30458 - STRATEGIC DECISION MAKING AND MARKETS
Course taught in English
Go to class group/s: 13
Class-group lessons delivered on campus
Students attending this course should be familiar with basic microeconomics concepts, in particular with the notion of Nash Equilibrium and Subgame Perfect Nash Equilibrium, with basic oligopolistic models (such as Bertrand and Cournot models of static competition) and with the fundamentals of unconstrained and constrained optimization problems.
Markets that populate our economies are characterized by a limited number of firms that behave strategically. Antitrust intervention plays an increasing role in those markets and shapes the competitive environment. This course examines the performance and operation of imperfectly competitive markets, as well as the behavior of firms in these markets. The course looks at the effects of various business decisions and of various forms of policy intervention on the way firms compete and on the outcome of oligopolistic markets. This is an Engage Course within the CIVICA Bachelor Engage Track developed within the framework of the CIVICA alliance.
- Game Theory.
- The determinants of market power in static oligopolistic models.
- Strategic positioning and advertising.
- Consumer inertia: search costs and switching costs.
- The intensity of rivalry in dynamic oligopolistic models: collusive agreements.
- Horizontal mergers.
- Strategic and non-strategic barriers to entry.
- Markets with network externalities.
- Exclusive dealing, tying and other exclusionary practices.
- Anti-trust intervention in oligopolistic markets.
- Describe the main equilibrium concepts that allow to find the outcome of situations characterized by strategic interaction.
- Explain the economic models on strategic interaction of firms in oligopolistic markets and describe their main insights regarding the determinants of market power and of market structure.
- Describe the development of competition in markets characterized by network externalities and other forms of consumer inertia (i.e. search costs and swicthing costs).
- Discuss the unilateral and coordinated effects of horizontal mergers.
- Discuss the potential exclusionary effect of exclusive dealing contracts and of tying.
- Discuss the role of anti-trust intervention in oligopolistic markets and the principles of competition policy.
- Choose and apply the appropriate tools to solve static and dynamic games of oligopolistic competition.
- Perform an industry profitability analysis based on the intensity of rivalry and the threat of entry.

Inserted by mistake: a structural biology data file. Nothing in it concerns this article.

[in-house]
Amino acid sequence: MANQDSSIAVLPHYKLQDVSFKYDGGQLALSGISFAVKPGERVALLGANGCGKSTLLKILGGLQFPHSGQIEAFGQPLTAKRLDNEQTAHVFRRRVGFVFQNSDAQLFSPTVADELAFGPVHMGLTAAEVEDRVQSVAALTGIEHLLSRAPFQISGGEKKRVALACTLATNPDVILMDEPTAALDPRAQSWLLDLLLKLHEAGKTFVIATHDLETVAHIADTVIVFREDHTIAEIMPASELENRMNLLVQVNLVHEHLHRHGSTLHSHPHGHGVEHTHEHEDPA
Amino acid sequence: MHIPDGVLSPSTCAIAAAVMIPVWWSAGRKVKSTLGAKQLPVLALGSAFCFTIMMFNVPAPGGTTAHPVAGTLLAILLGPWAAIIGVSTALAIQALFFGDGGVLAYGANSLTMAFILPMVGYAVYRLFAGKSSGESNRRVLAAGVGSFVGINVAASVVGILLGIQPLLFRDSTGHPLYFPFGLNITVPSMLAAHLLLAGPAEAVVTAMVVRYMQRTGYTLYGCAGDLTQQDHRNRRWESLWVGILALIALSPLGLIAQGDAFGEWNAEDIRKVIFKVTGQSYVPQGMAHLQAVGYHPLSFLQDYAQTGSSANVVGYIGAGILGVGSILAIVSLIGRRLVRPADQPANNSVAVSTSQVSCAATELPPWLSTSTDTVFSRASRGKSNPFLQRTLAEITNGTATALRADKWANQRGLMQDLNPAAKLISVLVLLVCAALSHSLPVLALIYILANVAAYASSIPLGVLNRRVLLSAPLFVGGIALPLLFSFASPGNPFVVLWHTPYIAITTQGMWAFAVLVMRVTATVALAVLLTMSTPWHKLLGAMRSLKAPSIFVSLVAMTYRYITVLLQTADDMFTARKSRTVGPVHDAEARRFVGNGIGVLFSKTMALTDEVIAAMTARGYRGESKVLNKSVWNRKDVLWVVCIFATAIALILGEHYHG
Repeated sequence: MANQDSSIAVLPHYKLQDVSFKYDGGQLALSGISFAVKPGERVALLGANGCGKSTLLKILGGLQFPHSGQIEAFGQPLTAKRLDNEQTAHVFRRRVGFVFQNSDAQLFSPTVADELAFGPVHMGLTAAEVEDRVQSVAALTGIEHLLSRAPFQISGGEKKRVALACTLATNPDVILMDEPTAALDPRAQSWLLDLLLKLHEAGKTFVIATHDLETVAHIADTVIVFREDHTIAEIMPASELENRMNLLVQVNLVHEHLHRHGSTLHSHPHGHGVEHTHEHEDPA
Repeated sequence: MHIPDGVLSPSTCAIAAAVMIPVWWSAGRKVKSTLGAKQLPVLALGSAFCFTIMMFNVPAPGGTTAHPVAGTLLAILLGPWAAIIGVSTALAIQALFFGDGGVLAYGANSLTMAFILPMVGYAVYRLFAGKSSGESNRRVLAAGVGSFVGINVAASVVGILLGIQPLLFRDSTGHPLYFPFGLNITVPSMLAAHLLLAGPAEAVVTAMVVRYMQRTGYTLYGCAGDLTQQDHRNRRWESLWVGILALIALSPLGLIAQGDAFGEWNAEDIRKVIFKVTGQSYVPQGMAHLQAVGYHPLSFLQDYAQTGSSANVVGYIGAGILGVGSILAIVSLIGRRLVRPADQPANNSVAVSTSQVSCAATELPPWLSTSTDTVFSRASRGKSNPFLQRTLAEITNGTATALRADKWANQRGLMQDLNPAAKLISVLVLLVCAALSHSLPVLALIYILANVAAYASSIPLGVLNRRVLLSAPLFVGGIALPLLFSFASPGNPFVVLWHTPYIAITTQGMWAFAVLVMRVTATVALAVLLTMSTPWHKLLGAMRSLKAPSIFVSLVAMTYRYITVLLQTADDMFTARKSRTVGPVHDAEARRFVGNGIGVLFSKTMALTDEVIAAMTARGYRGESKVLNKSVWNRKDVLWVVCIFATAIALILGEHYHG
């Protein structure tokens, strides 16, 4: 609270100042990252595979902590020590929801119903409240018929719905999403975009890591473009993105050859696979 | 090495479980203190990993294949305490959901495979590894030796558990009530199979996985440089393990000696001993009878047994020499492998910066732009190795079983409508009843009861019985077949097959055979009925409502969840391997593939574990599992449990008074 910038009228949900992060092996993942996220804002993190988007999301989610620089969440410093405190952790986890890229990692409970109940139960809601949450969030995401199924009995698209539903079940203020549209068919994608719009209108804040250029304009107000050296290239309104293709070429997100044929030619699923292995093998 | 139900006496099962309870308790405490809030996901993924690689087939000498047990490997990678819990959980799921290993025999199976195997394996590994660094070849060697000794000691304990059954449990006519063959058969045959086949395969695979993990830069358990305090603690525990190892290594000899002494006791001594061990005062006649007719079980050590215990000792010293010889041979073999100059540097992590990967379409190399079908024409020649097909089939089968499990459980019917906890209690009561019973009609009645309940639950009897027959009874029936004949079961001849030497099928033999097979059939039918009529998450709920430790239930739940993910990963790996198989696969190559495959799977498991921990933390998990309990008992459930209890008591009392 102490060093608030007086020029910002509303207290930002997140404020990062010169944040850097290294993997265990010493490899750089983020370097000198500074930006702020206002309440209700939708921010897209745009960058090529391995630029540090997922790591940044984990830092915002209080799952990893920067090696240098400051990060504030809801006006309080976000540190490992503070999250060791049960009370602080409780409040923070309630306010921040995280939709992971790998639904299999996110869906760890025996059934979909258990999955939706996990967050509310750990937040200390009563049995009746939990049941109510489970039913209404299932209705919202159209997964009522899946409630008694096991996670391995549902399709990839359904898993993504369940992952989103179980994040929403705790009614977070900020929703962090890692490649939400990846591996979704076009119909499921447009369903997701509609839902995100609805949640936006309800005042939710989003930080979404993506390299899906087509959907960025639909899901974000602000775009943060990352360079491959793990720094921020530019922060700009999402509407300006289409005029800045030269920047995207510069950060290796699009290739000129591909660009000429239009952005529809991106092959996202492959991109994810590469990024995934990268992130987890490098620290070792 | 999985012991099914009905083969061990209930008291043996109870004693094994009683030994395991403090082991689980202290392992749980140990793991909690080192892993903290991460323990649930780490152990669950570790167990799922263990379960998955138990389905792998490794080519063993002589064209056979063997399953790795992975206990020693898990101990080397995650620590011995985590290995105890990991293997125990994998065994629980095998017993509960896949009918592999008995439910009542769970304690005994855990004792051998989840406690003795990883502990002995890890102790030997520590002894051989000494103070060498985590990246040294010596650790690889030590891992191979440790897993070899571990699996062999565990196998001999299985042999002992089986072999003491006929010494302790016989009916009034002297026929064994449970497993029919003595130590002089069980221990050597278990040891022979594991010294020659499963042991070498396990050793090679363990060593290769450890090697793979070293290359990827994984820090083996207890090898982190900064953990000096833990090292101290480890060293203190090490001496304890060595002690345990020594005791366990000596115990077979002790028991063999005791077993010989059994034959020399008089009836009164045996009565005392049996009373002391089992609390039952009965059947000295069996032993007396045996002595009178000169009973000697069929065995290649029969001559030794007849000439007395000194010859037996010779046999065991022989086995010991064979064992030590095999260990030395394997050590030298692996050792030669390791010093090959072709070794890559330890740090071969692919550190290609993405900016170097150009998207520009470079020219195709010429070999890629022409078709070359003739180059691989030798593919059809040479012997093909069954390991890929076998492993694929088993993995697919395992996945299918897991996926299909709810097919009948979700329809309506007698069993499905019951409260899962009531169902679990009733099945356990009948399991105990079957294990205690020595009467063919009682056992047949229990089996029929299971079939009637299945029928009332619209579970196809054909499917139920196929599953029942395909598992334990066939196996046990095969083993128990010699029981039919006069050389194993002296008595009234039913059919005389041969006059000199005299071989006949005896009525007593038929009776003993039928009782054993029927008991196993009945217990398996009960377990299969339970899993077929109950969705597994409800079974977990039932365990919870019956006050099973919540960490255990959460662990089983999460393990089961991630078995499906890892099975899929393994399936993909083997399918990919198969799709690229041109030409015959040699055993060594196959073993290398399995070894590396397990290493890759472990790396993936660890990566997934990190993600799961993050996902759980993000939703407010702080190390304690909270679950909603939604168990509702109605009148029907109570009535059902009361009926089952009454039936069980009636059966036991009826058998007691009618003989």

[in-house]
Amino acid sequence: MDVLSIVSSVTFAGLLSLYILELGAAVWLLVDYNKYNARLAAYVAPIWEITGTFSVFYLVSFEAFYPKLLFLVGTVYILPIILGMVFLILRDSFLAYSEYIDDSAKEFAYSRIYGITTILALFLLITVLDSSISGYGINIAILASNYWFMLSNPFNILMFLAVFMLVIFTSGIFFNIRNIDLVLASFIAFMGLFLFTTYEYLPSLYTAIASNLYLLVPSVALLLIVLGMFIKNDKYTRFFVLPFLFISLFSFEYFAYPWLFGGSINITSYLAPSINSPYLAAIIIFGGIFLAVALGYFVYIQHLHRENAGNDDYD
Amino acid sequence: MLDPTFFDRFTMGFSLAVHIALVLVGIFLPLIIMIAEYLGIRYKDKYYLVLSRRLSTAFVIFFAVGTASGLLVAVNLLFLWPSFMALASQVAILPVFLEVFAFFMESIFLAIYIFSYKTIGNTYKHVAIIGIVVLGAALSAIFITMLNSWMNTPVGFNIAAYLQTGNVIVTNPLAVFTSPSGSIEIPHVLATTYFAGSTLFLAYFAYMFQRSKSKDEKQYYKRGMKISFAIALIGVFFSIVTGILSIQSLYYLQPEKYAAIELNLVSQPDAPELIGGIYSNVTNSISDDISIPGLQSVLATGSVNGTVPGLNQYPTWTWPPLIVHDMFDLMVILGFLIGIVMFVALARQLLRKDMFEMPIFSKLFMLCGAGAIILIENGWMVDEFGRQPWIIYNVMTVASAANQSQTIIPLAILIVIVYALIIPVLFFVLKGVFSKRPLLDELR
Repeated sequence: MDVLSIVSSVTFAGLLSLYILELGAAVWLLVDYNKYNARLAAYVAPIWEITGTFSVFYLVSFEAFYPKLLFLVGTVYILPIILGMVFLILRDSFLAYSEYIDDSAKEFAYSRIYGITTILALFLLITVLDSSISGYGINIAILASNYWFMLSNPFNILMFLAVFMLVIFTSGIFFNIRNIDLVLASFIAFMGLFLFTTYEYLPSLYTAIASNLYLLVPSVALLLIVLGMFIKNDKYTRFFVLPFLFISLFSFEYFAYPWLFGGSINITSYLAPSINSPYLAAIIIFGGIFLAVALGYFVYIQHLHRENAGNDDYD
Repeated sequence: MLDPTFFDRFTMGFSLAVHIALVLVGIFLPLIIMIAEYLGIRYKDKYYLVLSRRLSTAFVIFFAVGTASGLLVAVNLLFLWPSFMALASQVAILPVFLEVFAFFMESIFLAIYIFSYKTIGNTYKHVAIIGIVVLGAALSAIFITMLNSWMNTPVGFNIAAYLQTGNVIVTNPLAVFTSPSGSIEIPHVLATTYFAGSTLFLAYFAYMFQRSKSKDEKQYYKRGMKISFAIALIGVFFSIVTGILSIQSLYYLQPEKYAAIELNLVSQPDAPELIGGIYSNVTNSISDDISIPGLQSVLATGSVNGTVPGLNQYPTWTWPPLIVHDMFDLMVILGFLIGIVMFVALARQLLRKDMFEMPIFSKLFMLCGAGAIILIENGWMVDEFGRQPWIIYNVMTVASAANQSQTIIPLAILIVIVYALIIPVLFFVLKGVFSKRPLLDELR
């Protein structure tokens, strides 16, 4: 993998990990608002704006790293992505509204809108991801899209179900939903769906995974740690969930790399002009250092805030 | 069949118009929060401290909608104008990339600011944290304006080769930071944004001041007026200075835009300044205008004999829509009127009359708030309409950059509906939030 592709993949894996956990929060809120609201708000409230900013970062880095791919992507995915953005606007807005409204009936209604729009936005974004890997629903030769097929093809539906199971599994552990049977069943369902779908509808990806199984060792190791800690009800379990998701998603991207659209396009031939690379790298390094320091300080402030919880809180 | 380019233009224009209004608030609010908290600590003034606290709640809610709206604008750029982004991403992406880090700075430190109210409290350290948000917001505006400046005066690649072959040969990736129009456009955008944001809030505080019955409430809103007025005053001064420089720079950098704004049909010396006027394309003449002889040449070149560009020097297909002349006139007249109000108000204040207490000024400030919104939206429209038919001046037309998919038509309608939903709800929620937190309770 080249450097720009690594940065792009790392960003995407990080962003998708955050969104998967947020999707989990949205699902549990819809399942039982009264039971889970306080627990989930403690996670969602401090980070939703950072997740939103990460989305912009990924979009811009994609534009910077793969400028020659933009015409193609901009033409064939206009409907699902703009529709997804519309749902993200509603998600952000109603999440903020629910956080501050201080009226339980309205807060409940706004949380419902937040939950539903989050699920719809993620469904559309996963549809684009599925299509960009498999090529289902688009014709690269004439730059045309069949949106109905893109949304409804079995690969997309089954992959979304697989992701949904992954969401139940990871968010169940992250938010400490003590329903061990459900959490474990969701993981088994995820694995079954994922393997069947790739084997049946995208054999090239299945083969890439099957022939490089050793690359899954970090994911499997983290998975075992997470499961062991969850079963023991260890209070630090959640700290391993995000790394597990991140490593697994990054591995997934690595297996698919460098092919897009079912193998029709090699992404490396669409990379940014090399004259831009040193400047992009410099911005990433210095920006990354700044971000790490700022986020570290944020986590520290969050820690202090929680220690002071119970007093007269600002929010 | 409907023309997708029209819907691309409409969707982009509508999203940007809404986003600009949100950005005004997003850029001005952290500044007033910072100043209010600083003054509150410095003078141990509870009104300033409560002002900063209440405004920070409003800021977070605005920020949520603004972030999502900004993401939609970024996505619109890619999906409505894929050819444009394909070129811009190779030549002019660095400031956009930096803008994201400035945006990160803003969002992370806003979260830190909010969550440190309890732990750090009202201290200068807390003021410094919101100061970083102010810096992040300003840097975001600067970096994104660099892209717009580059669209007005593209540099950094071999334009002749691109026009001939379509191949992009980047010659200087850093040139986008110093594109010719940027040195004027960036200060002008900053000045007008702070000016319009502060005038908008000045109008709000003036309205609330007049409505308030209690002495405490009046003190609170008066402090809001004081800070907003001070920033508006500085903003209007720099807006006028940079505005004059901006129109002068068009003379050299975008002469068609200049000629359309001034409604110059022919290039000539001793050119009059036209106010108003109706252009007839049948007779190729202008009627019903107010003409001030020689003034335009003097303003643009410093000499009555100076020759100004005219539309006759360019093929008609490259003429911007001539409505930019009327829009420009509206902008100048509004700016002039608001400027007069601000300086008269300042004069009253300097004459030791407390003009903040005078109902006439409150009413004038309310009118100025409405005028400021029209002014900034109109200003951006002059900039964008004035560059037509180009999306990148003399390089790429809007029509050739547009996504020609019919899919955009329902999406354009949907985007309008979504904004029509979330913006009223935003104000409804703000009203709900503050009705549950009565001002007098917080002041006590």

- Choose and apply the appropriate model to assess the effect of various business practices and of various forms of policy intervention on the intensity of competition.
- Evaluate the strategic effects and the welfare effects of a merger episode.
- Interact in a constructive way and think critically.
- Analyze how the effects of a change in government policies or other shocks propagate across different markets.
- Understand and discuss real-world anti-trust cases.
- Face-to-face lectures
- Online lectures
- Guest speaker's talks (in class or in distance)
- Exercises (exercises, database, software etc.)
- Case studies /Incidents (traditional, online)
- Individual assignments
The learning experience of this course includes, in addition to face-to-face and online lectures, the solution in class of Problem Sets assigned to students throughout the course. Those exercises allow students to apply the analytical tools illustrated during the course and to solve models of oligopolistic competition. Moreover stylized cases are proposed to students and discussed in class with the purpose of applying the models explained during the course to make the competitive assessment of a given market, to evaluate the effects of a given business practice or the implications of a given policy action. Students are encouraged to bring their own views and to share their insights.
The assessment will be based on a written exam (75% of the final grade) and on exercises assigned during the course (25% of the final grade). The written exam consists of exercises and short questions. Students can take: (i) two-partial written exams (the exam is passed if in both written partial exams the grade is above 18/30); (ii) a general written exam. The final grade is given by the weighted average of the grade obtained in the assignments and the grade obtained in the written exam (either the two partial exams, or the general).
The exercises included in the written exam and in the individual assignments allow the instructor to assess whether students master equilibrium concepts and the models of strategic product market behavior, and whether they can identify the appropriate tools to solve static and dynamic games of oligopolistic competition. The short questions allow the instructor to assess whether students can use the concepts illustrated during the lectures so as to understand and interpret real-world situations, such as anti-trust cases and policy measures, and to perform a market profitability analysis.
The main course material, for both attending and non-attending students, is:
- P. BELLEFLAMME, M. PEITZ, Industrial Organization, Cambridge University Press, last edition.
- The slides of the course, Problem Sets and additional readings are uploaded to the Bboard platform of the course.